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    AUA initiatives focus on lobbying, research efforts

    William W. Bohnert, MDWilliam W. Bohnert, MD J. Brantley Thrasher, MDJ. Brantley Thrasher, MD

    In 2014, AUA members anticipate facing continued legislative challenges in a sea of health care reform. As a result, the AUA has increased its lobbying efforts, but needs the broad support of individual members to bring about change, says newly elected AUA President William W. Bohnert, MD. In this article, he discusses current AUA initiatives in advocacy, research, and education. Dr. Bohnert is in private practice at Arizona Urology Specialists in Phoenix. He was interviewed by Urology Times Editorial Consultant J. Brantley Thrasher, MD, professor and chair of urology at the University of Kansas Medical Center, Kansas City.

    Many urologists have been concerned about certain recent legislative issues, including the sustainable growth rate (SGR), challenges from the U.S. Preventive Services Task Force, and challenges to the ancillary services that urologists provide. Give us an idea of what the AUA is doing to address some of those issues.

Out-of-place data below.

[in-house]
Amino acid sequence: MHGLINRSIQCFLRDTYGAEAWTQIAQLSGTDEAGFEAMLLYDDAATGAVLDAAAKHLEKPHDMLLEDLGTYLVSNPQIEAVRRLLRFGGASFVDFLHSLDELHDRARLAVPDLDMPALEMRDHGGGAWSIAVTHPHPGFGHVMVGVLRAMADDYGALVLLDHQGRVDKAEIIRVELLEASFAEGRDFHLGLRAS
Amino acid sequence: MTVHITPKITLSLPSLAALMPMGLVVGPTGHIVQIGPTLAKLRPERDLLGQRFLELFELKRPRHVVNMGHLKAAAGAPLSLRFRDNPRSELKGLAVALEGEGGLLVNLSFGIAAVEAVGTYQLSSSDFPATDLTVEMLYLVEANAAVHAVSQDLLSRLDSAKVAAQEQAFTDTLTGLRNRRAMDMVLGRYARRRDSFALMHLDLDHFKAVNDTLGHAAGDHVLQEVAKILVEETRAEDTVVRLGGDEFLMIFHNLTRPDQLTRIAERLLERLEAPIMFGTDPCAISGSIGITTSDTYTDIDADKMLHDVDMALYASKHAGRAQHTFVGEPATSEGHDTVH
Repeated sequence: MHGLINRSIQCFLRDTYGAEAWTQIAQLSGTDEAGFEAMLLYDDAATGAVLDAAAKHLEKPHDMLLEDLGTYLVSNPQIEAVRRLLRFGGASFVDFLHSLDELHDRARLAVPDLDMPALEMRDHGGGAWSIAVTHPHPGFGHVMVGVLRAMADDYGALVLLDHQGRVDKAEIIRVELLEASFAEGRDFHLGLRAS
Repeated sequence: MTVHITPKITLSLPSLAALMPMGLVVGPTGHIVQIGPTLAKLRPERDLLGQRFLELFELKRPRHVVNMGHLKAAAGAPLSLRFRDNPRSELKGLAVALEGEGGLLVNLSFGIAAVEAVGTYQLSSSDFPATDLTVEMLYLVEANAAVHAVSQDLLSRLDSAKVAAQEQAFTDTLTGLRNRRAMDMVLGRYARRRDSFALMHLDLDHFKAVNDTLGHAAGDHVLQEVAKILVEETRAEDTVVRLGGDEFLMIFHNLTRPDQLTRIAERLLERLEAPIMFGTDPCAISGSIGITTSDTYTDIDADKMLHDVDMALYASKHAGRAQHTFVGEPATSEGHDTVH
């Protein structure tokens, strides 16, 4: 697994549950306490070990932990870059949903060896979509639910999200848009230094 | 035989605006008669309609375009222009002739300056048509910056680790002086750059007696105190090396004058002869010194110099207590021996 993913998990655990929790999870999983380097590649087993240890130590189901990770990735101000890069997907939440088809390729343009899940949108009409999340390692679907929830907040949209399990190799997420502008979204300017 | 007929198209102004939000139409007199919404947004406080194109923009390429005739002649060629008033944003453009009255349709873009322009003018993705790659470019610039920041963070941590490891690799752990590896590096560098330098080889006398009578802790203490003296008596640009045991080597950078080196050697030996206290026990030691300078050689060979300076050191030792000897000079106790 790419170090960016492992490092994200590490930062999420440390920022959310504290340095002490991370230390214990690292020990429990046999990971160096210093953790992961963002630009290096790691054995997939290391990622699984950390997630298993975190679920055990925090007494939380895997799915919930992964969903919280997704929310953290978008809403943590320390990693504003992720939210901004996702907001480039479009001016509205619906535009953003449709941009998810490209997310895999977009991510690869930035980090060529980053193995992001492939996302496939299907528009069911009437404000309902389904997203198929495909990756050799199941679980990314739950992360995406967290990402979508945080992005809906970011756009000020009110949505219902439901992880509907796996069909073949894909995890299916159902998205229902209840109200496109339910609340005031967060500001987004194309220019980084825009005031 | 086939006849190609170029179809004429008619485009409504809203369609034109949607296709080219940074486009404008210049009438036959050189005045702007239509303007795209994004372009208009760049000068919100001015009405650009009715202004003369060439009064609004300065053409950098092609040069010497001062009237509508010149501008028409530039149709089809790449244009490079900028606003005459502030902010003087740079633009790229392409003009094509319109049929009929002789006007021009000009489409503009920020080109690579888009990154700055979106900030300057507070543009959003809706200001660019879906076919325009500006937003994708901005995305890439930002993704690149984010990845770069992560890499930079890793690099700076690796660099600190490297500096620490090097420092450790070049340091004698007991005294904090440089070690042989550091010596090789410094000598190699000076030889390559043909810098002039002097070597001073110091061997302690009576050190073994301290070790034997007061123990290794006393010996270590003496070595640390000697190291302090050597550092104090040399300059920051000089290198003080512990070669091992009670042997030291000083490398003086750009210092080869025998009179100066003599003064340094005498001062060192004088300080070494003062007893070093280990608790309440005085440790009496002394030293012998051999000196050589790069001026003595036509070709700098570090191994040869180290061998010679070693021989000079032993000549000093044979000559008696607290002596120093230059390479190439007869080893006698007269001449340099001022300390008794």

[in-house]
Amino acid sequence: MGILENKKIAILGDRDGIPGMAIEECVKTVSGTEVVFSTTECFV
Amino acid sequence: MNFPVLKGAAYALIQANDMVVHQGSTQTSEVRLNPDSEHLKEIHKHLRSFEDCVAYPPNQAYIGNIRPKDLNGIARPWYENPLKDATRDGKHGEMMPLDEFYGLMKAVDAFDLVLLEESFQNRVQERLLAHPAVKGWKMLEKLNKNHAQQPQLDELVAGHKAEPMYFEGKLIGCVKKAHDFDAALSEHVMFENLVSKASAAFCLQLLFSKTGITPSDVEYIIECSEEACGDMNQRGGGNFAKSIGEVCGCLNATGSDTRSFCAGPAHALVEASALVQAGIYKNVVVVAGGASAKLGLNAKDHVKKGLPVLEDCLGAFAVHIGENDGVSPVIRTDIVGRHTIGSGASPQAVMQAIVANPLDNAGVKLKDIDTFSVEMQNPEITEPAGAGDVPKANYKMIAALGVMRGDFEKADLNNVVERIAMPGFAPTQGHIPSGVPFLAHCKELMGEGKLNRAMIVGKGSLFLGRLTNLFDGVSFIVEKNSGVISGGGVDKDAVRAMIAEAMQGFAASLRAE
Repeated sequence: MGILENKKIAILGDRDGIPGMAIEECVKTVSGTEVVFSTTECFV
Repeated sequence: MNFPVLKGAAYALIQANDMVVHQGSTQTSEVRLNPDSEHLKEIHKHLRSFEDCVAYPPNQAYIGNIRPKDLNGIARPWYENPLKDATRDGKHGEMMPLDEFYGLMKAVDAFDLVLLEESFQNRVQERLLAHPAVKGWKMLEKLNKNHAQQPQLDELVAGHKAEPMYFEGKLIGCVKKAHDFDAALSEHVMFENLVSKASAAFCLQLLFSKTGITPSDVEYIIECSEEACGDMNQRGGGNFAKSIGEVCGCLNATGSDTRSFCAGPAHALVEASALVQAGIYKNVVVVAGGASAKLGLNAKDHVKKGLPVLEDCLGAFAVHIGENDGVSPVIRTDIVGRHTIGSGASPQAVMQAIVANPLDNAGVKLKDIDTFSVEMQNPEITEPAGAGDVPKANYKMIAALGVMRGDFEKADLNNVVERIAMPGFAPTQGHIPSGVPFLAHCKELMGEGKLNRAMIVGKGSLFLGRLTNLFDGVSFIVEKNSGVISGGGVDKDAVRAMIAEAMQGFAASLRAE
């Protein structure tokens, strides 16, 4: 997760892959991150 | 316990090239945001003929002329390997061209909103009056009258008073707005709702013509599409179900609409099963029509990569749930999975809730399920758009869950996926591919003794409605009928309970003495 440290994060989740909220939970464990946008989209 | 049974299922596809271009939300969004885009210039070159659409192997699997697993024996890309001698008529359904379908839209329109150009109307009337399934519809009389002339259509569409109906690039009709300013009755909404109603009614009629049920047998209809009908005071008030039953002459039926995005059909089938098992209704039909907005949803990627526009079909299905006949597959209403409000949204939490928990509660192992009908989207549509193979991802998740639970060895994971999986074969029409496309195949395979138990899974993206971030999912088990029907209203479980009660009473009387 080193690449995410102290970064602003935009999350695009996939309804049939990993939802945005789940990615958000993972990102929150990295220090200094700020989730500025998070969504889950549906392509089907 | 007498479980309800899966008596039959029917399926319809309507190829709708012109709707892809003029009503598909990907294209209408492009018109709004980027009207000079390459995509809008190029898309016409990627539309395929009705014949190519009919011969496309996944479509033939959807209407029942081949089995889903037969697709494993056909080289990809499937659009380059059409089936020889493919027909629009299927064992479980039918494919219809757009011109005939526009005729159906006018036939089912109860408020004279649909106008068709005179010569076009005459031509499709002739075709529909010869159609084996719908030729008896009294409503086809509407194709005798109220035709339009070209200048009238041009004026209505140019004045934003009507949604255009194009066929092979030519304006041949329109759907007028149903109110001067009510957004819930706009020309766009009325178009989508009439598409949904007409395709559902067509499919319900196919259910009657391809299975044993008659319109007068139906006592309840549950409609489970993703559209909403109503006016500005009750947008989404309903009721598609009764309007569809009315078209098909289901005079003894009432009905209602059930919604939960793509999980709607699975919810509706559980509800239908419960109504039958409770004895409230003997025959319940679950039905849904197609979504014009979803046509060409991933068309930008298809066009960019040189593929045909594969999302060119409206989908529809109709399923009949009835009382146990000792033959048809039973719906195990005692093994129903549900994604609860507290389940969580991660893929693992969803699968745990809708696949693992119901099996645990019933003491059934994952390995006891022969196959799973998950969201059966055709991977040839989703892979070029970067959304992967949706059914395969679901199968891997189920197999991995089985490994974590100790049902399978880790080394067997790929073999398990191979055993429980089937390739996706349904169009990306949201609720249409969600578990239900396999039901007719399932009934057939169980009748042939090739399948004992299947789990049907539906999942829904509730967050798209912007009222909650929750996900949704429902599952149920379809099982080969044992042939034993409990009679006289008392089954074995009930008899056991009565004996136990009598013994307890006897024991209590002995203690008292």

With the SGR issue, we thought we had the opportunity of a lifetime to solve that problem earlier this year, but that all changed when Congress patched the SGR yet again. The AUA is continuing to work with its coalition partners and champions in Congress to move this issue forward. We’ve been told the House and Senate have postponed the issue until later this year, but we are hopeful we will get a resolution to the SGR this fall, even if it happens after the elections. The membership would definitely love to see the problem solved. You and I and several others have attended the Joint Advocacy Conference in Washington for many years, and all of the congressmen and senators we talk to tell us that the system is broken, but can’t be fixed because of the financial ramifications of doing so. It’s tough, but we’re doing all we can to advocate for urology.

    In terms of the USPSTF, the AUA has been actively advocating for transparency and accountability for the USPSTF, and we have active legislation that we are working to advance on the Hill. Preservation of the in-office ancillary services exception remains a major priority for the AUA and, again, we are working with our partners and our friends on Capitol Hill to maintain our members’ right to provide those services to patients in the practice setting.

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